Flower and nature photography: tips on making your images pop

Flower and nature photography: tips on making your photography pop

 

Flower and nature photography: tips on making your images pop

With spring already here, it’s fun being outdoors and start discovering nature and taking beautiful pictures. As spring flowers start to come out everywhere, it’s easy to take some nice pictures of flowers and gardens, but how do you make your flower photography look amazing?

Here are 10 tips to help you make the most of your flower and nature photography and create some fantastic images

Get really close

Get those close up details of a grouping of flowers or even single flower blooms. Using a dedicated macro lens allows for focusing on objects with all the fine details. Another alternative  would be to use a telephoto lens with zoom to focus on your subject in a focal range you are happy with.

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Cropping out distracting elements

Clear up your background and cluttered distractions by changing positions of where you are taking the photograph. Try to crop out distracting or glaring details in the background and make those compositions tighter. Re-compose your images constantly to find the best compositions, take out unnecessary details and train your eye better to create more interesting viewpoints. Last, don’t be afraid of zooming tighter to get a close-up of your subject, your audience will spend more time looking at all the details in your photograph.

 

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Use a shallow depth of field

Along with cropping out distractions and doing close-up images,  changing your f-stop on digital SLR cameras to a shallow depth of field (usually around f2/8 – f/4, anything in a low aperture range) will make the backgrounds blend in and become softer. This in turn creates a pleasing background, and makes the subject pop out from the composition.

Focus on sharpness

If your main focus is on the flower, concentrate on highlighting the key details with your autofocus, and make sure they are spot on sharp. Target your autofocus directly on the main subject and then recompose the image to create a more pleasing composition. Larger groupings will require a bigger aperture like a f/9 to f/11 setting to get all the various details into focus so change your apertures accordingly. For selective focus, try switching to manual mode so you can manually focus sharpness to the appropriate areas of the subject  that you want to highlight.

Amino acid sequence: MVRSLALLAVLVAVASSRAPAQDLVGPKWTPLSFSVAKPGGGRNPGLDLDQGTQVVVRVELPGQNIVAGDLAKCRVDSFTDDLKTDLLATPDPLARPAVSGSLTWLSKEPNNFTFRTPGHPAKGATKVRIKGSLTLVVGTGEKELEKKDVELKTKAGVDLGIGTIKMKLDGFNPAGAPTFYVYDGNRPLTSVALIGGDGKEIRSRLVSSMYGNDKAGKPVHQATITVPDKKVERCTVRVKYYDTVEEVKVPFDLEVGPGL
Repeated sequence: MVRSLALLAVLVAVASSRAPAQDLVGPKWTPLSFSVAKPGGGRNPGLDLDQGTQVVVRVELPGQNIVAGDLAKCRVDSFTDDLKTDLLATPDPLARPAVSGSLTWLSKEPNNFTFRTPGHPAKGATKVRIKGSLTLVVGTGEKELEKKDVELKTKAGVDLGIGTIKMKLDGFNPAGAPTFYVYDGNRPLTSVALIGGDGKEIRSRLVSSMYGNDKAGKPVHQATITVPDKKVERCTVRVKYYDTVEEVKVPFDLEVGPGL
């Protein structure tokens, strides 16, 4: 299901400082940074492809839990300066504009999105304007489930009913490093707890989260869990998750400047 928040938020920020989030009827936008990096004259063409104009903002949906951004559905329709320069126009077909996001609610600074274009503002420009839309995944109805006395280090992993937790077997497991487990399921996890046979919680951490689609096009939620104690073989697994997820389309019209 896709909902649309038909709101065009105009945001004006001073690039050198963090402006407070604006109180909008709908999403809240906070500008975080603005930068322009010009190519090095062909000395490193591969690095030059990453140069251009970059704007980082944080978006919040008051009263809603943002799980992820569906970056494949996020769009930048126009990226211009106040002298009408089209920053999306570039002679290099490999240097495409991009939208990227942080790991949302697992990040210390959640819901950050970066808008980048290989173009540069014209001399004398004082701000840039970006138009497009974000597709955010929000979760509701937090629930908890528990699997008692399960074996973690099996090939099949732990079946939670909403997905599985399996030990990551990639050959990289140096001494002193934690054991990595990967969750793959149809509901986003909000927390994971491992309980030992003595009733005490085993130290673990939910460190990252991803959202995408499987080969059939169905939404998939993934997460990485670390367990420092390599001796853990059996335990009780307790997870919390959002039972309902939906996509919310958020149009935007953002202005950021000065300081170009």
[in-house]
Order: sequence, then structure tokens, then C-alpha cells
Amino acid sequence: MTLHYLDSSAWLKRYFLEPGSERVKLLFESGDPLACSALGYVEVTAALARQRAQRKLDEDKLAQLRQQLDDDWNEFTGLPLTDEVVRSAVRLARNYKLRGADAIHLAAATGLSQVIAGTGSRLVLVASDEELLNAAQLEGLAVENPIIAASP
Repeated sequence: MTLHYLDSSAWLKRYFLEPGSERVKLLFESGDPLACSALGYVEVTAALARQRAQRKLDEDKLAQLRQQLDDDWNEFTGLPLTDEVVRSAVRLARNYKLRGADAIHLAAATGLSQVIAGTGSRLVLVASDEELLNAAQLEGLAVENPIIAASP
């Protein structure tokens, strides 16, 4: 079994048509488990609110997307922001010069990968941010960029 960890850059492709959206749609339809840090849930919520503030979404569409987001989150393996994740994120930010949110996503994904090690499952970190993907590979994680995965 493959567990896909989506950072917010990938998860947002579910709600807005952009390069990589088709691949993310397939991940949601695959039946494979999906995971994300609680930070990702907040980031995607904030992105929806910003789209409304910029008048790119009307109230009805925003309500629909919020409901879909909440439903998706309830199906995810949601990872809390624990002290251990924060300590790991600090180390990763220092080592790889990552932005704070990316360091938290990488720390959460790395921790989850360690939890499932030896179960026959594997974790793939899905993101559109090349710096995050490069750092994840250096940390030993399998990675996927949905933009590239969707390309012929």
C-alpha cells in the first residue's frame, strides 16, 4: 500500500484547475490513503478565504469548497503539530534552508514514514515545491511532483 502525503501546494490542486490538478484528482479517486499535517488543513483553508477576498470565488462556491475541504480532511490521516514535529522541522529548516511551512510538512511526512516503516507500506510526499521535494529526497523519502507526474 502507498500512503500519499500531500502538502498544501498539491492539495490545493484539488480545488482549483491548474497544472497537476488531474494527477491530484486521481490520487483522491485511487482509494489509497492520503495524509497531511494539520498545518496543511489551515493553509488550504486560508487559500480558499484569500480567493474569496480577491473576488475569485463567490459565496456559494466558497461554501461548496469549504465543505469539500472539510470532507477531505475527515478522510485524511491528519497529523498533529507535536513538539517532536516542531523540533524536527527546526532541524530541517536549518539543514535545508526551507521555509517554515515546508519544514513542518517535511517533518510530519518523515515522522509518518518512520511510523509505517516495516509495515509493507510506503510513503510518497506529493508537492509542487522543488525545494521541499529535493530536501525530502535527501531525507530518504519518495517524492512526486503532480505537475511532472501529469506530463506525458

Photograph on cloudy overcast days

Cloudy days are perfect for nature and flower photography because it creates an even filtered light on your subject so this is a great time to work on flowers, nature and isolated outdoor images that you want to capture.  Even light compliments the flower details and its delicate features, eliminating harsh shadows or bright hot spots on your subject.

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Try for backlighting your images

Backlight happens when the sun is directly in front of you and lights up the subject from behind. Flowers that are delicate and translucent, create a wonderful glow effect that brightens up the subject and creates a dynamic and glowing composition. Just make sure when you try this technique that you avoid any glare or flare-ups occurring to your camera lens and distracts from the overall image.

Try photographing during the ‘Golden Hour’

The early morning or even hours when the sun is close to the horizon presents the best warm light on any subject including plants and flowers. Try shooting during this timeframe when the golden light is happening, it is the best time to be outdoors and find some interesting subjects to photograph. Take the time to study how the light hits your subject, experiment, find the best angles to shoot and your photos will look incredible.

Avoid windy days